A summary of the contemporary critical reception of Marriage and The Inheritance by Susan Edmonstone Ferrier
Cullinan states that Susan Ferrier’s novels ‘attained considerable critical and popular success’ (1984, i). There is evidence of such positive contemporary critical reception in the reviews published in Blackwood's Edinburgh Magazine. Both Marriage and The Inheritance, published anonymously, received critical acclaim.
Marriage was published in 1818. The review in Blackwood's comments upon the author’s notable skill at writing but nonetheless retains a reserved tone. The reviewer criticises the plot as being, ‘by no means excellent,’ (1818, 287) but later displays his opinion of the subplot as being excellent. (1818, 294) The reviewer clearly admires the writer's skill, but is also cautious of appearing too complimentary on account of the novel obviously being, ‘the work of a female hand.’ (1818, 287) The Blackwood Edinburgh Magazine's review of Marriage is therefore not overtly commendatory, but concludes with the final comment, ‘We trust the fair author will not be long silent - she is in no danger of dishonouring her name.’ (1818, 294) Other contemporary journals that printed critical reviews of Marriage included the Monthly Review, Gentleman’s Magazine, Kaleidoscope and the British Critic. The latter praised Ferrier’s entertaining qualities that were accompanied by ‘piety and good principles.’ (Grant, 1957, 108)
The Inheritance was published in 1824 and sparked reviews in a number of literary publications including La Belle Assemblée, the British Critic, European Magazine, Ladies Monthly Museum, Universal Review and the Literary Gazette. By 1824 the contemporary critical reviews appear to be slightly more sympathetic towards the female novelist. Blackwoods Edinburgh Magazine mentions the lasting success of Ferrier’s first novel in addition to its approval of her second. The review is more overt in its admiration of Ferrier’s writing talents, such as her ‘quickness of perception,’ (1824, 659) than was the review of 1818. The review also compares Ferrier’s writing style to that of her female contemporaries suggesting that female novelists were beginning to be more widely accepted. Such parallel writers include Miss Baillie and ‘Miss Austin’. (1824, 659) However the review refrains from presenting any of these authors on a par with their male contemporaries, stating ‘The female writers have shewn themselves just as decidedly and clearly feebler than men.’ (1824, 660) The review comments upon some technical error in the author's style but simultaneously suggests that such faults are not important. In light of such reviews one can make the tentative conclusion that contemporary critical response to Susan Ferrier’s work was becoming increasingly positive.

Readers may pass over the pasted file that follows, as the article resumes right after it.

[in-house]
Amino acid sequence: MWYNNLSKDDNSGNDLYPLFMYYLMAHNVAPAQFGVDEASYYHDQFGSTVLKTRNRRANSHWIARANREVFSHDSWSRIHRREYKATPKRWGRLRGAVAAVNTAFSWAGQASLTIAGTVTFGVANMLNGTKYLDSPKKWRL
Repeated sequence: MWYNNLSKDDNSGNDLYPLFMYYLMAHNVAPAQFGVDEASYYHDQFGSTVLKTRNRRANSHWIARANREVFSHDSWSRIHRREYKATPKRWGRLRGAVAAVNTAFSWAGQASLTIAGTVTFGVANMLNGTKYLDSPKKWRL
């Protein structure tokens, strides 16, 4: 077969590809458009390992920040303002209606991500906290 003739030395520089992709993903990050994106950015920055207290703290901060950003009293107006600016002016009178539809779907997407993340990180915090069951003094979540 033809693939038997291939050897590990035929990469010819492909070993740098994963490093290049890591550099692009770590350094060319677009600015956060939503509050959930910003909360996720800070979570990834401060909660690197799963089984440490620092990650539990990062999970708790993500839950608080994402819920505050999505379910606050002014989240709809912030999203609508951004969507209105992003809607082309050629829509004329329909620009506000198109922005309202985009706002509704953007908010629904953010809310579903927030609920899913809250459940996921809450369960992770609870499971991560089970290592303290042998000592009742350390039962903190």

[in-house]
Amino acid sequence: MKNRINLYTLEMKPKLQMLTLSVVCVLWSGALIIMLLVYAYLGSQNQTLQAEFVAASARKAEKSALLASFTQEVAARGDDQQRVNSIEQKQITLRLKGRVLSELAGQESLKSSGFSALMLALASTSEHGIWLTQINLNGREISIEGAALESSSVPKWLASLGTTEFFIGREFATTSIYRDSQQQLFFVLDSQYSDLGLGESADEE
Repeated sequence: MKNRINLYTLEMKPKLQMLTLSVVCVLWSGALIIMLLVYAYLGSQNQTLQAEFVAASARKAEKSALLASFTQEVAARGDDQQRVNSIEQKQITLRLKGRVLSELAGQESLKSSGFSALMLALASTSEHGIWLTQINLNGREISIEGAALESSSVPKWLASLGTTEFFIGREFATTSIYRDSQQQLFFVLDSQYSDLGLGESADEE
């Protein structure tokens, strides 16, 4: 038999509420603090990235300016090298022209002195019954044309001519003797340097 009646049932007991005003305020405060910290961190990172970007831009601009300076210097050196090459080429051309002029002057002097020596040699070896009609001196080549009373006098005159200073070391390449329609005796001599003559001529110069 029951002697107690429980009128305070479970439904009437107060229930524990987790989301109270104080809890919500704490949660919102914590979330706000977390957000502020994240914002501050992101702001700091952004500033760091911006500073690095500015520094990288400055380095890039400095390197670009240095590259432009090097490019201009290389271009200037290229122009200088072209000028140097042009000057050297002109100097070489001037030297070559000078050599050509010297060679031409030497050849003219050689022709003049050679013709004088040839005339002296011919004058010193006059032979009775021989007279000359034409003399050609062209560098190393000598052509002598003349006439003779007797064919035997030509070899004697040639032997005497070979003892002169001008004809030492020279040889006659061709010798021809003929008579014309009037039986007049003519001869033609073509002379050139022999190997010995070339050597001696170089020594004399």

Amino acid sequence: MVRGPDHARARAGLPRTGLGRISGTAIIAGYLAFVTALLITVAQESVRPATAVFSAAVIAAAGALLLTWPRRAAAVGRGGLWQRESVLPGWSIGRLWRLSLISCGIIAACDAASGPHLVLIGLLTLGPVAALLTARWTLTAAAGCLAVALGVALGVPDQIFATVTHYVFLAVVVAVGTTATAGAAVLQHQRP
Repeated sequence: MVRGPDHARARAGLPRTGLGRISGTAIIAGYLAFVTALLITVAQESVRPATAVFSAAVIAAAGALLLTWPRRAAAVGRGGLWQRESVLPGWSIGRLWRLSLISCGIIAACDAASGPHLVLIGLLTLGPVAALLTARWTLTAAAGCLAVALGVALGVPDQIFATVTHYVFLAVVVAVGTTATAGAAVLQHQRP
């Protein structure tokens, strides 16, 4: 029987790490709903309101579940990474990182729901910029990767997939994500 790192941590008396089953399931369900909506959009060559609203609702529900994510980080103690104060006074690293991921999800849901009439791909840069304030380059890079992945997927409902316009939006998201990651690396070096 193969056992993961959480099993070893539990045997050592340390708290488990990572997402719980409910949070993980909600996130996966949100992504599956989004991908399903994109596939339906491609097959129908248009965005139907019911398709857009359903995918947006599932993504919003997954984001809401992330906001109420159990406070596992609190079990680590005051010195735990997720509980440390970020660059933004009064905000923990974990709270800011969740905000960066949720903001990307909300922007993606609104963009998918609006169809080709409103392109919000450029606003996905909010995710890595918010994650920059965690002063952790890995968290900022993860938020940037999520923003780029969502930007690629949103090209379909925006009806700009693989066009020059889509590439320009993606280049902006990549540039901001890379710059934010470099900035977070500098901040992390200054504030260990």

On a personal level, Susan Ferrier received letters of congratulation after the publication of The Inheritance, when an increasing number of people began to guess the true identity of the author. Ferrier was extremely wary of revealing her authorship as she was unsure of the response that it would evoke, primarily in the cases of her friends and family. Her fears proved to be unfounded because, as rumour indicates, even her father was shocked but proud of his daughter's talents at novel-writing, a vocation that he had previously been against. Ferrier read Marriage to her father and assessed his reaction before finally admitting to her secret vocation as a novelist. (Grant, 1957, 98)
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